For weeks I have been in a tizzy trying to find an apartment. Rent in Manhattan is spiking because sales are slow. No buyers means more renters and fewer vacancies and higher broker fees. Some brokers are now trying to charge 15% of the annual rent as a fee!
Naturally, I have done all I can to avoid brokers. I have stood on line at open houses (only to find that the apartment was 12' x 14'. Not a typo.). I have been stood up by owners who were supposed to show me their apartment (leaving me standing helpless in the piercing cold). I have looked at probably 20 apartments. I have filled out applications and unsuccessfully battled to have them reviewed in a timely manner. I have fielded lots of calls from brokers ("Yeah, you called about an apartment." Nope, never made one call). I have sent at least 150 emails. You get the picture.
A slow motion nervous breakdown was setting in. I was about to drop out of life and move back in with my parents. Suddenly I got a call from a broker...
Broker: I have an alcove studio in your neighborhood that just opened up.
Me: What floor is it on?
Broker: Second floor.
Me: Does it laundry?
Me: How big?
Broker: 600 square feet. A real alcove studio. You're going to love it. I can show it tomorrow during the day. Can't wait until evening. It will go fast.
Everyone always says apartments are going to go fast. However, during this apartment search, I have found that to be true. A few apartments I was scheduled to see after work were gone by the time I was supposed to see them.
I agreed to view this promising alcove studio on my lunch break...
I arrived at the agreed upon spot and stood in the vengeful winter wind. When the broker's lackey appeared, he said we had to take a walk to get the key. So much for the "convenience" of hiring an apartment finder.
We walk a few streets, shivering every step of the way. I stress that I'm on my lunch break and don't have much time. This bounces right off Brokerbot. He has his canned questions, and they're going to be sputtered no matter what:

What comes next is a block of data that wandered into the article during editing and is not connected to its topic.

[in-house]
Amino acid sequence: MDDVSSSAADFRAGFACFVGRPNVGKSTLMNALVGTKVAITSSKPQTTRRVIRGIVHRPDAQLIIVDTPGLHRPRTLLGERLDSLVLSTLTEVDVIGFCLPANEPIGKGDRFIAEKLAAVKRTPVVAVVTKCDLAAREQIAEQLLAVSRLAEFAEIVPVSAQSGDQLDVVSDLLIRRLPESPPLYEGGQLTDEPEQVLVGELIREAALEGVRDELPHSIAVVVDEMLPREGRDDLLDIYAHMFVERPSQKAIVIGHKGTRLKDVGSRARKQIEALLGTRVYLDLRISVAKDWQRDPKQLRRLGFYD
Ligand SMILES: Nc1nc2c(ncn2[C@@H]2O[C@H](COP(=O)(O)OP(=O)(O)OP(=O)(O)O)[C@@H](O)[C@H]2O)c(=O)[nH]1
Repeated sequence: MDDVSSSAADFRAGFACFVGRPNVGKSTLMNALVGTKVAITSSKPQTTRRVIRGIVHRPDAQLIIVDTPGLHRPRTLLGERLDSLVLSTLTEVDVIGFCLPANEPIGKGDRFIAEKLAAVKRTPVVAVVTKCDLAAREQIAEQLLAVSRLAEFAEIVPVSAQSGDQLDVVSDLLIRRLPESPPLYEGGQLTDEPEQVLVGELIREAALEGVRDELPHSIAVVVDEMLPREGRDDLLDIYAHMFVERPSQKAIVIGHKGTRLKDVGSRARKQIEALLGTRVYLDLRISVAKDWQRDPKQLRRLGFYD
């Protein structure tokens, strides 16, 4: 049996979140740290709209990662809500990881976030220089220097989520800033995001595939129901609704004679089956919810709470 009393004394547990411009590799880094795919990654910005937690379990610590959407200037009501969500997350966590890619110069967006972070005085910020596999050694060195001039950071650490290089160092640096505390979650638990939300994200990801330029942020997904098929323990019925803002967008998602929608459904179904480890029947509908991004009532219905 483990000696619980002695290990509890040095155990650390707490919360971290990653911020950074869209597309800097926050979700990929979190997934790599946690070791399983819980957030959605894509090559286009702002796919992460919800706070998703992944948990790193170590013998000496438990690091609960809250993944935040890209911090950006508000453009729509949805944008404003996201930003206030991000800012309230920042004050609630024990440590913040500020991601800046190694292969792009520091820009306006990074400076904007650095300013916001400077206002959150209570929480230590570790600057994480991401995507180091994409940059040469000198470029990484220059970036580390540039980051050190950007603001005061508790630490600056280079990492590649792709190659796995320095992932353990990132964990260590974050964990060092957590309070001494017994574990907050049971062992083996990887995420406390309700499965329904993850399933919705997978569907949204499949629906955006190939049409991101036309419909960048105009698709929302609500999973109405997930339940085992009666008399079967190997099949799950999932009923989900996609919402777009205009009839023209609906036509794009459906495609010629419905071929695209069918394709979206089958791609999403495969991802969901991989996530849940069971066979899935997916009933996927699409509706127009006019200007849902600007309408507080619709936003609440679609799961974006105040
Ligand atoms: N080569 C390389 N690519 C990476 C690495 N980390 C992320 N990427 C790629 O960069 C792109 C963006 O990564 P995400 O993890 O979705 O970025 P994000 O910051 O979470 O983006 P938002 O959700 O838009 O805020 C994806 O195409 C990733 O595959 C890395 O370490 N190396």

How many apartments have you seen?
When can you move in?
I told him I could move in Feb. 1st. He said immediate move-in was required.
I wait outside while Brokerbot enters a building to get the key. He comes back out and starts confusedly reciting the address over and over. The address that he can't seem to decipher indicates that the address is actually a few streets north of what the broker originally told me (those few streets make a difference). We start hiking north...
We reach the building. It looks like an ogre's mouth. An ogre unconcerned about dental hygiene.
We trudge up the dilapidated, Frankenstein Castle steps to the third floor (not the second like I was told).
We reach the apartment. It is a construction site. Literally. No walls, no doors, nothing. In fact there is a work crew inside gutting and rebuilding the dump from scratch!!!
For the sake of who knows what I asked about laundry. There is no laundry. Another falsehood. It also isn't anywhere near 600 square feet.
Me: I can't do an immediate move-in to an unfinished apartment.
Brokerbot: I've seen them renovate apartments in a day.
After being lied to about every single detail of the apartment, I'm supposed to take Brokerbot's word for it that the apartment will be renovated quickly and presented in acceptable working order. And in the meantime I'm going to be paying rent on this junkyard until the renovation is complete. AND paying a broker's fee for my troubles.
I start storming down the stairs. Brokerbot follows me.
Brokerbot: This is a good price. It will go fast!
I reach the sidewalk. Brokerbot is relentless.
Brokerbot: It will go fast (In fairness, Brokerbot may have just been a wind-up doll programmed to recite three phrases).
Me: I know I didn't speak to you on the phone, but the apartment isn't where I was told it would be. I was told it was on the second floor. It's on the third. I was told there was laundry. There's no laundry. And it's not even finished! You didn't show me an apartment. You showed me a construction site!
Brokerbot: It will go fast.
Maybe it will go fast, but not as fast as a person's faith in humanity when talking to apartment brokers.
To be continued...